Coming out of the 2012 season, it seemed a big question whether or not the Indians would use the first of Ubaldo Jimenez's two team options and bring him back for $5.75 million. To this point, Jimenez had been historically bad, but had shown flashes of excellence in individual starts. Willing to take a chance for the relatively low price, the Indians brought him back and he had his best season since 2010 when he came in third for the NL Cy Young. While it seemed almost a certainty at this time last year that the Indians would never keep Jimenez around for 2014, all of a sudden things are not so clear.
Jimenez is entering his final year of the six year deal he signed with the Rockies in 2009. He has a team option for this final season that would have him making $8M for the year with a guaranteed $1 million upon his release. This means that as far as the Indians are concerned, it is really a $7M decision since they will have to pay him one million either way.
If it was guaranteed that Jimenez would pitch as he did in the second half of 2013 (1.82 ERA and 100 K's in 13 games) and not like the first half (4.56 ERA and 53 walks in 19 games) the Indians would snatch him up in a second, but nothing is guaranteed. With a normal pitcher, there would always be a risk of injury or a decline with age, but with Jimenez there is the added uncertainty of who he really is.
Considering WAR, Ubaldo has still had more seasons of giving his team less than one extra win over the proverbial replacement than he has where he has given them more than one. No team would want to pay $8M for a one win player, but Jimenez still has that potential to be the 7.5 WAR player he was in 2010.
The first step in determining which version will pitch in 2014 is to find the real difference between his first and second half of last season. Mickey Calloway has rightly been given a lot of credit for the turnaround, but there isn't a pitching coach in the league who can make that big of a difference by himself. The most obvious difference between the two halves on the surface was his walk to strike out ratio. Control has always been a big issue with Ubaldo and he found it in the second half, going from a 1.77 K/BB rate to a 3.7. His 10.7 strike outs per nine inning overall were also very helpful in that regard, but the reduction of unnecessary base runners was so much more important.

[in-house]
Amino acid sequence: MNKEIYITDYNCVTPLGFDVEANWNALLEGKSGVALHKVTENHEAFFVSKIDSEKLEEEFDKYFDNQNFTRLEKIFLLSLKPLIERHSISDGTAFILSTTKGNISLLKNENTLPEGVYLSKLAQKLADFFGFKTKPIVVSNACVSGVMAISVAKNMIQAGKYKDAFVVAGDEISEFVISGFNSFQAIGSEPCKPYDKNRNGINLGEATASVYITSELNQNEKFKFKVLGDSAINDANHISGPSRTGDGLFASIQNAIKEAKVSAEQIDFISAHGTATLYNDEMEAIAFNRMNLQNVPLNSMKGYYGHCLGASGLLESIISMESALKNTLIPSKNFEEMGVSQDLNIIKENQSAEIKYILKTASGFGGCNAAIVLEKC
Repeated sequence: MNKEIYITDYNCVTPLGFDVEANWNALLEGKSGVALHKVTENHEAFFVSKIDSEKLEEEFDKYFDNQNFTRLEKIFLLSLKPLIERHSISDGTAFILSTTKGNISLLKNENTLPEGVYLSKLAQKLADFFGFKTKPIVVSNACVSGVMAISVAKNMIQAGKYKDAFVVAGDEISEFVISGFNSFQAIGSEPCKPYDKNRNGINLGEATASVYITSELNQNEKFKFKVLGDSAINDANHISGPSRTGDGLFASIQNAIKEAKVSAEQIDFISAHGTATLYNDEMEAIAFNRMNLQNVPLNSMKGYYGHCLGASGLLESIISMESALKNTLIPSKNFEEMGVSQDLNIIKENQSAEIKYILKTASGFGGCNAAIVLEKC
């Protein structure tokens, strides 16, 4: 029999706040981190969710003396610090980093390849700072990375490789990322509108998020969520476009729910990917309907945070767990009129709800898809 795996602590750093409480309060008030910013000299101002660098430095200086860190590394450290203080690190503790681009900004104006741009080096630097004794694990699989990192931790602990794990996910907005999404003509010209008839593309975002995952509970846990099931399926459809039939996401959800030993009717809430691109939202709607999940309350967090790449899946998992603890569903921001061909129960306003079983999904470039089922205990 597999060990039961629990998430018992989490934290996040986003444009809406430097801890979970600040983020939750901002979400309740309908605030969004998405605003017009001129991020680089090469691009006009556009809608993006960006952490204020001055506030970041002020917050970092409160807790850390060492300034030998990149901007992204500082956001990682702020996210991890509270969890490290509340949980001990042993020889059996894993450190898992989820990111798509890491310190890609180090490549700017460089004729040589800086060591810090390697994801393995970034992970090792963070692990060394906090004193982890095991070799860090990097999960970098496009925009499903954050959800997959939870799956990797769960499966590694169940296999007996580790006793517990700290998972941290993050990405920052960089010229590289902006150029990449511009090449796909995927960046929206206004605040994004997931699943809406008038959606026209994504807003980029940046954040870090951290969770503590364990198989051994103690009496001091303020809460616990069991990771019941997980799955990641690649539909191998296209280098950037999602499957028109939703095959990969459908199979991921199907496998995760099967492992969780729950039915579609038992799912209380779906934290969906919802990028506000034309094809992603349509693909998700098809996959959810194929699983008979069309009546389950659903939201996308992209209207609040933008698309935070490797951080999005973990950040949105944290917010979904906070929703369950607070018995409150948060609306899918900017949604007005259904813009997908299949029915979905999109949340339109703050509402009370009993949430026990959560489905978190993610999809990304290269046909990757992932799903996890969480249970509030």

This increase in control, and through that overall effectiveness, may have been a result of major mechanical changes during the All-Star Break. Over the course of his Indians career, Jimenez has had problems with consistency, which likely had much to do with his inability to hit the strike zone. One thing no one has ever said about Jimenez is that he didn't have the stuff to make it. With a consistent delivery, Jimenez didn't have a single bad game during the second half and only allowed more than two runs a single time, when he gave up three in seven innings against Atlanta. Of course, keeping the same delivery and release point through a couple months while starting every five days and throwing bullpens in between is much easier than keeping it steady after a long off-season.
The question now is whether or not the Indians front office believe this is repeatable. Luckily, this is not a question of luck or a fluke season as Ubaldo has always shown flashes of brilliance, proving that the talent is there, even if the consistency isn't. The Indians will have an advantage here over any other team that would happen to sign Jimenez since they have already fixed him once. Not only that, but the man responsible, Calloway, will still be the Indians pitching coach in 2014. Both the pitcher and the coach deserve credit for the turnaround, but one would have to think there is a much greater chance of continuing the success if the pair stay together.
Jimenez does have the option of declining his option, but that might not be a smart idea for the question marks listed above. There is no guarantee that any team would be willing to give him a long term deal after being so undependable during the past three seasons. However, a strong season back with the Indians in 2014 would make him a prime candidate for a big free agent deal in the following season.
The era of Terry Francona has begun and brought with it a new emphasis on winning. If the Indians are truly all in to win in 2014, then they will resign Jimenez. At $8M, he would be much cheaper than most comparable pitchers on the free agent market and there is more than enough room in the rotation for an arm of his caliber. If they would prefer to focus more on making an even stronger push to the World Series in 2015-17, then Ubaldo should be let go, with his starts being distributed between young starters, readying them for what looks to be a very bright future.